Second trimester. Especially around week 20, time when most anatomic abnormalities can be detected. This must be performed by highly trained professionals. Equipment is also a very important factor as it allows us to detect, through the latest technology: colour Doppler ultrasound and 3-D & 4-D ultrasound, very precise details of foetal anatomy.
- Combined studies. This is called the combined test of the first trimester or EBA-Screening (ultrasound and aneuploide biochemical screening). It consists of a computerized study that calculates the level of risk of any chromosomal abnormality (especially Down’s syndrome), using the age of the pregnant woman, blood test markers (mentioned above) and the measurement of the nuchal translucency. The results show a rate of detection very close to 90%, with an acceptable rate of false positive results of a 3%.
Invasive techniques enable complete diagnosis of many foetal pathologies, especially of chromosomal diseases. They are not exempt from complications, and they involve a certain risk of interfering with the evolution of the pregnancy. Consequently, it is essential to select those pregnancies that can benefit from them. The most commonly used techniques are:
- Chorion biopsy. Its goal is to collect a sample of placenta tissue, either abdominally or transcervically, in order to test foetal chromosomes or to perform more sophisticated tests on DNA or foetal enzymes, for example. It has a clear advantage compared to amniocentesis: it is performed earlier, between weeks 11 and 12, while their complication rates are similar.
Advances in the field of Molecular Biology have made it possible to test those chromosomes that are most frequently involved in numerical alterations in newborns by means of a technique known as Fluorescence In Situ Hybridization (FISH), which is completed within 24-48 hours using the same collection technique. The chromosomes involved are #13, #18, #21, X and Y. In this way, In Situ Hybridization can help us to rule out more than 90% of chromosomal pathologies in a very short time frame.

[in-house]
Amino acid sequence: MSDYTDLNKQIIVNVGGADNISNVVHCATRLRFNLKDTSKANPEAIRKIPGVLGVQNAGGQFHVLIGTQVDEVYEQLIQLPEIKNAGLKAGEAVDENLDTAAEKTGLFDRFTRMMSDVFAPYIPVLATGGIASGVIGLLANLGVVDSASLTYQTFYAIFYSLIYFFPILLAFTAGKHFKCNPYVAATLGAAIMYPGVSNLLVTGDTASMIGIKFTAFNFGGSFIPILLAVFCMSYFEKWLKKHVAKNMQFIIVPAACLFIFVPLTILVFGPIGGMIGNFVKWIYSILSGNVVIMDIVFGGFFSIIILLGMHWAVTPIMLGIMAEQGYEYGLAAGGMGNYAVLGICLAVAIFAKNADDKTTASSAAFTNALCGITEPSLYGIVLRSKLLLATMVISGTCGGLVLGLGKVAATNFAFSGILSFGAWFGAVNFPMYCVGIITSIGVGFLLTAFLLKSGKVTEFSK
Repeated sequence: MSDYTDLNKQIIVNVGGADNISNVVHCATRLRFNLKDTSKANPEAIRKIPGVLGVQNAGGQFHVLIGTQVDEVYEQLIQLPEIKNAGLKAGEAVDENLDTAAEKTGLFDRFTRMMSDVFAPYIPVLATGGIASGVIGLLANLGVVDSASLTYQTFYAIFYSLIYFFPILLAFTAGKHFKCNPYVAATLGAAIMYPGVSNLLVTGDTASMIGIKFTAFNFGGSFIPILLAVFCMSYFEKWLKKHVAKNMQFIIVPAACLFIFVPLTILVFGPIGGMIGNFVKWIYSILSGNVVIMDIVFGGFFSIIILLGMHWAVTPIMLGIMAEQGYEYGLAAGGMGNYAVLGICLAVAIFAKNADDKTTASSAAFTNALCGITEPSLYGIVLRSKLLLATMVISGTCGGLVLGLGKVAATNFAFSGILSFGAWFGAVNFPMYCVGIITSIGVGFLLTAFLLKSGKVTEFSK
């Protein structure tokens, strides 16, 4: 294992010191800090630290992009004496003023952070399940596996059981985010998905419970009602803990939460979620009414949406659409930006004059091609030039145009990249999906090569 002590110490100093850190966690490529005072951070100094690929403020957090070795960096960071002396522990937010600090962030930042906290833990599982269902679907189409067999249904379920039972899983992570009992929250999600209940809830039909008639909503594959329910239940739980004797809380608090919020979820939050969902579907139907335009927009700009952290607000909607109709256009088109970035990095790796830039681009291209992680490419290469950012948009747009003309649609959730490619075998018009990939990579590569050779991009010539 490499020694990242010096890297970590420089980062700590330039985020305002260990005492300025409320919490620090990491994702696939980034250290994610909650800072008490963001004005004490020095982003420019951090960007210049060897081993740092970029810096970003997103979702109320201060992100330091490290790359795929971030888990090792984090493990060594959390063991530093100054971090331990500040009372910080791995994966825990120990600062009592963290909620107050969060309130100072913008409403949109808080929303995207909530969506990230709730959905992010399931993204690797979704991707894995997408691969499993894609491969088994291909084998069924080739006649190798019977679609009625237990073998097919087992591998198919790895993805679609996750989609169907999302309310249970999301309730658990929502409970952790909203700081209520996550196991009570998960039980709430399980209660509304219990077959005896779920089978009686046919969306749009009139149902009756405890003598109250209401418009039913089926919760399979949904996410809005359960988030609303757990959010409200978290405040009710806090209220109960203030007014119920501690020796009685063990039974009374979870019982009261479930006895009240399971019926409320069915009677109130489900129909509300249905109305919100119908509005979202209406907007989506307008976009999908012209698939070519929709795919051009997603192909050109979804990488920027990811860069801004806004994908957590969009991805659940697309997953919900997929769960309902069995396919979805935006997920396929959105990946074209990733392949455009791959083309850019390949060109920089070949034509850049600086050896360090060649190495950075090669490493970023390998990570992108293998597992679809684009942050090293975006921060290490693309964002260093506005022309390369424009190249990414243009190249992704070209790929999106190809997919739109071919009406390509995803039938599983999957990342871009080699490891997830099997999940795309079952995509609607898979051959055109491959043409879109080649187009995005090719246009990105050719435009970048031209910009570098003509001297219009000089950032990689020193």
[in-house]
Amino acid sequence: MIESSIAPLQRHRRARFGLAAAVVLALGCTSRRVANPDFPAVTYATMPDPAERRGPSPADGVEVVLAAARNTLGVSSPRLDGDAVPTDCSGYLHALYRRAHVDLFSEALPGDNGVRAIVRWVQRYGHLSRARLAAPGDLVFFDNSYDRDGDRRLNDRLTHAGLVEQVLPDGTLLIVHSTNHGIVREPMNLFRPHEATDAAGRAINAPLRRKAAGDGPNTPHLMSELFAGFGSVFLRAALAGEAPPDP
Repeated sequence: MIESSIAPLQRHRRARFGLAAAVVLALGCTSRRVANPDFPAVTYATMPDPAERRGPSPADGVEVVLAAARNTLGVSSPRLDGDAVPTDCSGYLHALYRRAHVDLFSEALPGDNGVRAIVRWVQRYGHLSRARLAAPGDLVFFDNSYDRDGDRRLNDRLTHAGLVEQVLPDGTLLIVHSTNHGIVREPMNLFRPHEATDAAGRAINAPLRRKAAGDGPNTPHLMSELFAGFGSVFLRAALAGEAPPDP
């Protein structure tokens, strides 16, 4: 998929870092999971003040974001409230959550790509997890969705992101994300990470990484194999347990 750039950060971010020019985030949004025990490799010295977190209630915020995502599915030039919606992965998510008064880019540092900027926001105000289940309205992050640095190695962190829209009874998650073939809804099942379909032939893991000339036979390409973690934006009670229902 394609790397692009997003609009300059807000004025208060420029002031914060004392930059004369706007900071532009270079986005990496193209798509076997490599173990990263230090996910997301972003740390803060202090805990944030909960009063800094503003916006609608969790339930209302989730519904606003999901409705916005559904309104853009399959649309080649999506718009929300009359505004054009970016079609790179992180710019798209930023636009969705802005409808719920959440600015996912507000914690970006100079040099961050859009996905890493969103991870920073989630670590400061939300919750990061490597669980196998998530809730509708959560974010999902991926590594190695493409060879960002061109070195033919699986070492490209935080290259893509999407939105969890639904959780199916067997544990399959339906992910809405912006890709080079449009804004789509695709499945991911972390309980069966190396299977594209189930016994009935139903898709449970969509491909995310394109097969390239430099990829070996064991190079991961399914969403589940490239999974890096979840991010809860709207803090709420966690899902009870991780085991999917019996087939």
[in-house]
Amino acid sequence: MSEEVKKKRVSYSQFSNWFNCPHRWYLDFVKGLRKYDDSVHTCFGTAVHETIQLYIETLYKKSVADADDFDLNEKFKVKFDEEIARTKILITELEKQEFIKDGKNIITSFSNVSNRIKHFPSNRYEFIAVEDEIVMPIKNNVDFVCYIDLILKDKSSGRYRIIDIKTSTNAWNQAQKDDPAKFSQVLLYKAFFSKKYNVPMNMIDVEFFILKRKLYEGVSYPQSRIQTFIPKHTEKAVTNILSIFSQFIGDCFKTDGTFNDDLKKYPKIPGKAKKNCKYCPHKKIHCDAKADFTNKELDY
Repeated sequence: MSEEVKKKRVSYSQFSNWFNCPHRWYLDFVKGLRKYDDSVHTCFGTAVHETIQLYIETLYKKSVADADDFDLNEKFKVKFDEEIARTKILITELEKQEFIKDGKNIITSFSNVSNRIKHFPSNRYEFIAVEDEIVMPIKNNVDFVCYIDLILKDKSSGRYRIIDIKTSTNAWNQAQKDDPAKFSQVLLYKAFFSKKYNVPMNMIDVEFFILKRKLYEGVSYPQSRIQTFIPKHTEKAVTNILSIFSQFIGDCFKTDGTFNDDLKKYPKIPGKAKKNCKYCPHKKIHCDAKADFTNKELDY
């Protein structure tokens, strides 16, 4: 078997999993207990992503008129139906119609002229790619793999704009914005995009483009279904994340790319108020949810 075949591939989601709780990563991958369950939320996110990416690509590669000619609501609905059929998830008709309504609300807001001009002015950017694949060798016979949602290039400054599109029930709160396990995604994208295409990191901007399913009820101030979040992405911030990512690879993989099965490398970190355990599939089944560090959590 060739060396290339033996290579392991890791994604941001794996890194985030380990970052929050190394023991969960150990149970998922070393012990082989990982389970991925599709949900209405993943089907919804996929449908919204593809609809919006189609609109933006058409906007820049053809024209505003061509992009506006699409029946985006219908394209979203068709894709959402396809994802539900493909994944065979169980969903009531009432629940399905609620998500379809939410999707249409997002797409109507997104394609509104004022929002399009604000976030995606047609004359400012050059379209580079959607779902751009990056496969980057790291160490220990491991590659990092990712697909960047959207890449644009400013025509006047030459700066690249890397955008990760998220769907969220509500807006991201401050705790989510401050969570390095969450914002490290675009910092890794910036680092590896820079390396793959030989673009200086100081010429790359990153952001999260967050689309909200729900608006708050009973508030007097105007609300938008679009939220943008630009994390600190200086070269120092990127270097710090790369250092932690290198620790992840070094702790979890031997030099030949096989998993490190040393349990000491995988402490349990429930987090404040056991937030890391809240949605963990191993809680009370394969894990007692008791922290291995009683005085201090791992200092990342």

- Amniocentesis. It involves collecting the amniotic fluid that surrounds the foetus by means of a puncture through the mother’s abdominal wall. It is performed between weeks 15 and 18. The fast method mentioned above (FISH) can also be used, or, alternatively, the definitive long-term culture of all the chromosomes, whose results take two or three weeks.
In both techniques mentioned (Chorion biopsy and Amniocentesis) and in some cases, a longer, more thorough study can be completed by using the most innovative molecular technique, which we also incorporate at Instituto Bernabéu: Array-CGH. It is the safest, most effective way to analyse an individual’s whole genome, in search of gain and loss alterations of DNA. It is being used not only in prenatal diagnosis and pre-implantation diagnosis, but also in the field of Clinical Genetics: cancer, intellectual disability and congenital polymalformative syndromes.
- Cordocentesis. It involves collecting a sample of foetal blood by means of puncture of an umbilical vessel, with ultrasound guidance. It is performed after weeks 19 and 20. A technique that is indicated much more selectively, it is useful for fast testing of foetal chromosomes and confirmation of infections or severe diseases in the foetus.
It is especially useful in pregnancies where there is a risk of foetal hematologic disorder (anaemias, thrombopenias), in which case foetal blood becomes a unique source of information. The only disadvantage is that it normally has a high failure rate of blood collection, as well as a foetal loss rate of around 2% or even higher.